I don't know what you people are talking about the best Intel chips still beat the best AMD ones by a wide margin in most or all benchmarks, if you want to buy an affordable mid-range laptop or a high-end one because you're on a tight budget or want the most bang for your buck then I guess AMD is fine.
It seems Samsung lost it's timeless ultrabooks design. Got np900x3e probably 5 years back and it is still cracking ultrabook, these new ones are just outright ugly (including series 7 and 9), sort of reminds me older HP chromebooks.
The naming doesn't make any sense. Notebook 5 with 15.6" is okay, but Notebook 3 with 15.6"? WTF? It should be 13.3" and 14".
BlackAle, 02 Apr 2018Light? I don't consider 1.68kg light.As far as full keyboard, 14-15" laptops are concerned, everything under 2Kg is still considered light compared to the average 2.0-2.5kg. Ultrabooks today may float between 1.0 and 1.5 kg but usually that's achieved by compromising screen size to 12-13" and using lower power CPUs,.. or in many cases using the low power profile of a higher end CPU, wich convinces people they bought the real thing but never performs like that most of the time.
SonOfOsiris, 01 Apr 2018LOL cluncky USB-A, are you kidding ahahahhaYea its not clunky, its just a bad design when compared to usb-c, Everything should be USB-C now, no idea why all the hardware companies haven't switched yet.
M and M, 01 Apr 2018Heh.. I have a few ideas on that; First MS killed their own windows RT, ARM-based desktop vers... moreIntel threatened by competition and does everything to keep Wintel as it is right? They don't realize that they're killing the market by that huh? It's true that people regard PCs with AMD processors as "inferior", which has been cleverly converted to seeing Intel processors as "superior".
ProJames, 01 Apr 2018Well said. Especially in a context where the market is aiming at fanless, thin and powerful la... moreHeh.. I have a few ideas on that; First MS killed their own windows RT, ARM-based desktop version,.. then they let their own phone business die just when it was maturing.... then there's people,.. who are OK with ARM chips powering their beasty 4K phones but feel somehow sexually impaired if their 720p office laptops don't have a core i-something sticker,... even if they just go on facebook and type documents :D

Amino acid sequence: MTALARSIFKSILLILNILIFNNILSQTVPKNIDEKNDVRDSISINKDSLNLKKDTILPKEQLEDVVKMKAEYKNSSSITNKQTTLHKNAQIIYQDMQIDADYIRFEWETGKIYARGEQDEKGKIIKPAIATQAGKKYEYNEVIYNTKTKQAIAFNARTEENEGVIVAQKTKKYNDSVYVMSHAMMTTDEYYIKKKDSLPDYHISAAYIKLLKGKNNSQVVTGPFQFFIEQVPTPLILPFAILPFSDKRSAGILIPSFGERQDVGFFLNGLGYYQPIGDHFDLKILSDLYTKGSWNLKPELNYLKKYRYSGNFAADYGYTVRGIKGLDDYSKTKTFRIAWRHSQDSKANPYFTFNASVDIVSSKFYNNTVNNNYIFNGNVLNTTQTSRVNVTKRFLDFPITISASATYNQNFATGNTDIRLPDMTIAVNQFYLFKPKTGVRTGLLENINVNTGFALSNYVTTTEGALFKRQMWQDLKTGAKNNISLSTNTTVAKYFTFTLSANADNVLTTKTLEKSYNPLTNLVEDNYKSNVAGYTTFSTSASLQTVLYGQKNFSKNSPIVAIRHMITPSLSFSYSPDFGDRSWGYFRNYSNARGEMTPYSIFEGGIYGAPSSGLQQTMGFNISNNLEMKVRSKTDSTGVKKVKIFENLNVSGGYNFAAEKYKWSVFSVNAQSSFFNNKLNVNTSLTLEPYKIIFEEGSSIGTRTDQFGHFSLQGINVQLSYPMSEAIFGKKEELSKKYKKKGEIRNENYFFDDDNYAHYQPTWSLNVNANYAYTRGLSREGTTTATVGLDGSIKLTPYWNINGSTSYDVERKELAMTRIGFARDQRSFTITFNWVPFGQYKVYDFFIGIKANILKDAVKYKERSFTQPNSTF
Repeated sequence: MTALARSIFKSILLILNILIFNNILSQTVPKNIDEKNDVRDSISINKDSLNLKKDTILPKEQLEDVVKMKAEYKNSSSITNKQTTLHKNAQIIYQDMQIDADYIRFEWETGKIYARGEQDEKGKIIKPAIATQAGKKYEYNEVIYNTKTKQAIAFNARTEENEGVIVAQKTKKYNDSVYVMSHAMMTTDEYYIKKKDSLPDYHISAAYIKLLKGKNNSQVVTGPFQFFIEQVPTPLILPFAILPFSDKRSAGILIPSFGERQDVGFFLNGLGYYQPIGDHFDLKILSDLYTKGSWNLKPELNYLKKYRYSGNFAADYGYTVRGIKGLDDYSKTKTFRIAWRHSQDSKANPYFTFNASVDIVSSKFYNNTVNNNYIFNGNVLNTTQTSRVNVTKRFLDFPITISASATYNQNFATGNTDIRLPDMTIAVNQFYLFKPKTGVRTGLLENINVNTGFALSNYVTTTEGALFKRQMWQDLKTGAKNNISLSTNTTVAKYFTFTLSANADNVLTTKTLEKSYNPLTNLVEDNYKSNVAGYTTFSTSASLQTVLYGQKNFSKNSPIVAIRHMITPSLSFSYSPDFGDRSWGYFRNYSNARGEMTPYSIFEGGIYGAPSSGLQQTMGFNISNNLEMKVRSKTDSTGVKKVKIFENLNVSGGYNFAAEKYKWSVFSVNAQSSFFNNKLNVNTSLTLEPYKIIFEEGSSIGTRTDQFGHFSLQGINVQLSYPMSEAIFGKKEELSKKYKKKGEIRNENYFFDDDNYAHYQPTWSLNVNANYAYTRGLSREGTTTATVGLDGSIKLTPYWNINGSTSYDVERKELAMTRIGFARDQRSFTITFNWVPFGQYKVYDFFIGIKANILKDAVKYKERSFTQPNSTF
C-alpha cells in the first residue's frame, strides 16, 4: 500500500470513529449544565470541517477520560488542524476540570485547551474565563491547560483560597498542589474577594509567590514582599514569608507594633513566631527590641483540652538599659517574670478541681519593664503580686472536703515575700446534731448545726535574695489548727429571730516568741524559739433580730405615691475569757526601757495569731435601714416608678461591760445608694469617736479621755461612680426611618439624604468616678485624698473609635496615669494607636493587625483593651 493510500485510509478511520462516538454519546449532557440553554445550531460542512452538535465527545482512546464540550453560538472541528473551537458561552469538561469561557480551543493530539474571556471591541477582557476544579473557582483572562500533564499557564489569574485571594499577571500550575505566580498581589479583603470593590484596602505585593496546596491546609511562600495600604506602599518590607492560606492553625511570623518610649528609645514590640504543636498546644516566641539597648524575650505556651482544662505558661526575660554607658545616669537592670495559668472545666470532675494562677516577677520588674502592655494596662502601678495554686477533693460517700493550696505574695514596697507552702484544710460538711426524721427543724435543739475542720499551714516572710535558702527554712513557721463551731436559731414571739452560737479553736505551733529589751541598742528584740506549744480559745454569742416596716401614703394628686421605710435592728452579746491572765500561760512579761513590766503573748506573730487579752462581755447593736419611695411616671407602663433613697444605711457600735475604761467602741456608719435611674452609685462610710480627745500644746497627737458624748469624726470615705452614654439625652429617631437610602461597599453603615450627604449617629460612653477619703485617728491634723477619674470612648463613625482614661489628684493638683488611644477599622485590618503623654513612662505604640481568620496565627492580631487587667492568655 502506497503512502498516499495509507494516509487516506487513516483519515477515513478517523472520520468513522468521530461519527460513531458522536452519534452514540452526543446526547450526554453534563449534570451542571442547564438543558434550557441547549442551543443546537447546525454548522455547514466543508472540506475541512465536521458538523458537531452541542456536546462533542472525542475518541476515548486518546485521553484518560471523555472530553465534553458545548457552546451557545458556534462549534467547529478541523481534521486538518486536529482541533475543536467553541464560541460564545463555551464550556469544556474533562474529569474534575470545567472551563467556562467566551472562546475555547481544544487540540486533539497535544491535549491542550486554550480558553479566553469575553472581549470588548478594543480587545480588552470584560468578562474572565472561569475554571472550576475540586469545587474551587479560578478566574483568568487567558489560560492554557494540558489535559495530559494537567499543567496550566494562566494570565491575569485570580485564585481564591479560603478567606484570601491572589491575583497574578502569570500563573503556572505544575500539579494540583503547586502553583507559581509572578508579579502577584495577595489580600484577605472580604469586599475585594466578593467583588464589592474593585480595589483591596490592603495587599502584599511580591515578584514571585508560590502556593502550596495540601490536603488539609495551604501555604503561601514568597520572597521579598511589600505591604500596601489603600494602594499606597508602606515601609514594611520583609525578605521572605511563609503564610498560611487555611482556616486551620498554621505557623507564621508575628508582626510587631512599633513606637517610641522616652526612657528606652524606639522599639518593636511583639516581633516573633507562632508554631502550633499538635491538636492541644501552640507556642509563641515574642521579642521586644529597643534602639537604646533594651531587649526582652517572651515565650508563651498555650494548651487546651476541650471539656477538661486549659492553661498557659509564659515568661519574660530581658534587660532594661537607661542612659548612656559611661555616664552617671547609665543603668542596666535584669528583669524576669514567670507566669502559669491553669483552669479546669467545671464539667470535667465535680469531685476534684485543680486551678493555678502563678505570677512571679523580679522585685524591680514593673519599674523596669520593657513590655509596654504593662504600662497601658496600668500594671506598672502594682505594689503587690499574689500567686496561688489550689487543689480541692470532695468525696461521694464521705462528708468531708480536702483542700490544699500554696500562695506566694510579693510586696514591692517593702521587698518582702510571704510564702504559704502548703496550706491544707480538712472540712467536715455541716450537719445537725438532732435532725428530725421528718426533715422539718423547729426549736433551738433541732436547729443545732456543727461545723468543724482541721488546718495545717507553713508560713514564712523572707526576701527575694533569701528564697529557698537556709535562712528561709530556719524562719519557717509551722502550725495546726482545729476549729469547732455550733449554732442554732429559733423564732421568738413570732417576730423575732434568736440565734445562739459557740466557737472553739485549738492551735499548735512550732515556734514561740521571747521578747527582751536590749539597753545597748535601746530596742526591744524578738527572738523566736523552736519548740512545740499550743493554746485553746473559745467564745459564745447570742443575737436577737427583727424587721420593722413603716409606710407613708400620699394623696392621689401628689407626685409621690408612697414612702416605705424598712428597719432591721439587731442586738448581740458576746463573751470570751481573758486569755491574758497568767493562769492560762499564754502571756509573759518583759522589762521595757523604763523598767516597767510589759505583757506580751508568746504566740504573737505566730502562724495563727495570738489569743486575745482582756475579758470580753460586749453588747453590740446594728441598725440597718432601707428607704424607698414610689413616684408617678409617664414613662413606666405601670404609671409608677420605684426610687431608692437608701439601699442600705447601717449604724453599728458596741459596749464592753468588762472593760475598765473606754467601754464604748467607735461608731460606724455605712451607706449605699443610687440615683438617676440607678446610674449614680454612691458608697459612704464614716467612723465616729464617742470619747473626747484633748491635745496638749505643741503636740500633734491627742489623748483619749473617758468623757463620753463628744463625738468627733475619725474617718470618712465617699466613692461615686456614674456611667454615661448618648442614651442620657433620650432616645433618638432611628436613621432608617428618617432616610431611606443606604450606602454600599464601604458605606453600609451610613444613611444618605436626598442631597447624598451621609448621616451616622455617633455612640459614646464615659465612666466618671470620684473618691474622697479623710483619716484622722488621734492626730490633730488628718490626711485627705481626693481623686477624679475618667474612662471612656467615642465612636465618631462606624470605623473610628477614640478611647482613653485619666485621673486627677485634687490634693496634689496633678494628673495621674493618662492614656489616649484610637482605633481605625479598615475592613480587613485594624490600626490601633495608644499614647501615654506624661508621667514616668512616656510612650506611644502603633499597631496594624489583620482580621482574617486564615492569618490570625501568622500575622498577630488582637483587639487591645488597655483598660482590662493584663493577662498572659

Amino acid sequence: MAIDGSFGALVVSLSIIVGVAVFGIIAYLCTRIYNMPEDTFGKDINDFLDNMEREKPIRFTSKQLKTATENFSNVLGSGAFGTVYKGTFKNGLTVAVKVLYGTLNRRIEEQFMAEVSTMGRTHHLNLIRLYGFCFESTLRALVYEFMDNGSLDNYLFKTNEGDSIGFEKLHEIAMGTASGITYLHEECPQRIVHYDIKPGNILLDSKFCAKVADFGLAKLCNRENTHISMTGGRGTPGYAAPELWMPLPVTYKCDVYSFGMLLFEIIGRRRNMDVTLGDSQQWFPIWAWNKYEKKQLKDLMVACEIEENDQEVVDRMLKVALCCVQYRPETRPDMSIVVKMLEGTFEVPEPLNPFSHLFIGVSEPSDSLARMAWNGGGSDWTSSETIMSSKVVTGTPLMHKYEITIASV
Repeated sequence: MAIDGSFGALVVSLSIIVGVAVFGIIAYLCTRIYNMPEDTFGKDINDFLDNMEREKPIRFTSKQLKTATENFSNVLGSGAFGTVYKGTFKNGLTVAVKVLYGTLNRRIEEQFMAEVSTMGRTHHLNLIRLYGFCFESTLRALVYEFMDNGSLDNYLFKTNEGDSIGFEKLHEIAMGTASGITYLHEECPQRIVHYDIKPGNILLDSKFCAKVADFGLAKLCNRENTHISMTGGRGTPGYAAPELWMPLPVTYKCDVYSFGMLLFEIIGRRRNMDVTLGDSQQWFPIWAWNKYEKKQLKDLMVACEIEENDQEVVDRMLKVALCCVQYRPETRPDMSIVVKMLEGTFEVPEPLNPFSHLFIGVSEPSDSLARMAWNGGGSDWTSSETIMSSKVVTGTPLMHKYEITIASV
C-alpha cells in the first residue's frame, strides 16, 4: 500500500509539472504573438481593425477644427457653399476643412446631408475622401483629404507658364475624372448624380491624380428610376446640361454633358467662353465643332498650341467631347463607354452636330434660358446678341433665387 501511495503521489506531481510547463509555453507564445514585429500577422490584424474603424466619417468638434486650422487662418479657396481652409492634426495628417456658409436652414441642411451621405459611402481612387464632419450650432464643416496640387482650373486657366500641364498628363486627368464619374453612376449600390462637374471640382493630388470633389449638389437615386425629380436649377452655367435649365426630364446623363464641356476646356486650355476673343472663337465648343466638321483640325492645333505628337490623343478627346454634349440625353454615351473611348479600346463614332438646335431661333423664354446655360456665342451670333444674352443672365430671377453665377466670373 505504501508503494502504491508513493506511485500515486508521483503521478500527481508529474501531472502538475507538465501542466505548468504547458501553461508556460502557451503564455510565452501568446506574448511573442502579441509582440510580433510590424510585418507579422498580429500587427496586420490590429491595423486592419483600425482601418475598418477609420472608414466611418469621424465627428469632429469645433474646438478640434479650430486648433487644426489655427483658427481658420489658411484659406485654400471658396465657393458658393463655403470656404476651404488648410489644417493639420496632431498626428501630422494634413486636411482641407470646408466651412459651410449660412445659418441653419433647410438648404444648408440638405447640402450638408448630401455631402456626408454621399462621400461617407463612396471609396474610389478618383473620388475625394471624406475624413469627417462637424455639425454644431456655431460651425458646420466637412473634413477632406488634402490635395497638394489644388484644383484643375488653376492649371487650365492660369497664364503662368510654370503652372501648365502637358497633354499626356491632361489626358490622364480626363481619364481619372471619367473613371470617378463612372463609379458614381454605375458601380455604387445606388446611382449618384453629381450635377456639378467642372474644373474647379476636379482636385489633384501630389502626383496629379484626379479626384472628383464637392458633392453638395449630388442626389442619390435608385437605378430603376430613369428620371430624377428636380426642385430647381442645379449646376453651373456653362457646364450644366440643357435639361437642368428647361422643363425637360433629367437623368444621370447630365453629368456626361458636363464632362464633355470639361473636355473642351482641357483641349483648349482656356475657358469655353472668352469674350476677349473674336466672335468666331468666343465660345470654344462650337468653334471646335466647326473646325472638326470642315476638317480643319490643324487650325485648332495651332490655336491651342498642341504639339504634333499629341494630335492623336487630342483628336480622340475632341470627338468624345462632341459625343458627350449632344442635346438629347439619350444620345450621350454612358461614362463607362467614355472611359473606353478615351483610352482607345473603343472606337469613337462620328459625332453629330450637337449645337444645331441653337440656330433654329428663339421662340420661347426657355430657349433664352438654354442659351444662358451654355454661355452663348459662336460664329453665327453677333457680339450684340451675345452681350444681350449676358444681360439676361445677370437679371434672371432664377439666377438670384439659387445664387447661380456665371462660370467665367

M and M, 01 Apr 2018Yepp, as notebooks get lighter and integrated GPUs more capable (especially AMD's vega class),... moreWell said. Especially in a context where the market is aiming at fanless, thin and powerful laptops. Which made me remember about Qualcomm. Where did their WinARM laptops go?
ProJames, 01 Apr 2018Meh. My laptop has 97Wh.
And honestly, with dual-channel DDR4 RAM, Intel Integrated HD Graphi... moreYepp, as notebooks get lighter and integrated GPUs more capable (especially AMD's vega class), entry level discrete GPUs shouldnt be used at all. Not only do these GPUs drain the battery with almost zero advantages, most importantly they impact CPU performance too: apart form CPU power envelopes (typically 12-15W), there's also a total, system envelope which laptops monitor too (often 20-30W max.) and on CPU intensive tasks, a stupid discrete GPU, even idling will use like 2 watts at least, which might not sound a lot, but will make quite a difference if you think the CPU could use them to clock a bit higher.